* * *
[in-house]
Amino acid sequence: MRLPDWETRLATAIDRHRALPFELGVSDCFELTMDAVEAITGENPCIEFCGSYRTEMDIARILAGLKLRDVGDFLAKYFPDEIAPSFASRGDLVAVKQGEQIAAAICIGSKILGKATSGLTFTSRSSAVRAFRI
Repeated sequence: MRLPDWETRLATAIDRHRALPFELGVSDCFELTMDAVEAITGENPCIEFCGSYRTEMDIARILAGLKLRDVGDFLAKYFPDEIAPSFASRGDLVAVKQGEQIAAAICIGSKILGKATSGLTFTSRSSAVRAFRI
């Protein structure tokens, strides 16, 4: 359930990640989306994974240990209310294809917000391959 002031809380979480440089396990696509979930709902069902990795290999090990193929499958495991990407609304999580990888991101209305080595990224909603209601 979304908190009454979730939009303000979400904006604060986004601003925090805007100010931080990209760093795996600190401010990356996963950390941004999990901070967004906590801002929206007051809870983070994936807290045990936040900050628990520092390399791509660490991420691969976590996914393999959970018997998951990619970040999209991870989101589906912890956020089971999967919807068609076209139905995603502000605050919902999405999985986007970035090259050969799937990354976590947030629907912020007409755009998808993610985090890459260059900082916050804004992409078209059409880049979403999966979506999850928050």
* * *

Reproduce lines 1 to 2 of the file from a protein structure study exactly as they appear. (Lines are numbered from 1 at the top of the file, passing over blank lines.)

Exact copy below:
[in-house]
Amino acid sequence: MRLPDWETRLATAIDRHRALPFELGVSDCFELTMDAVEAITGENPCIEFCGSYRTEMDIARILAGLKLRDVGDFLAKYFPDEIAPSFASRGDLVAVKQGEQIAAAICIGSKILGKATSGLTFTSRSSAVRAFRI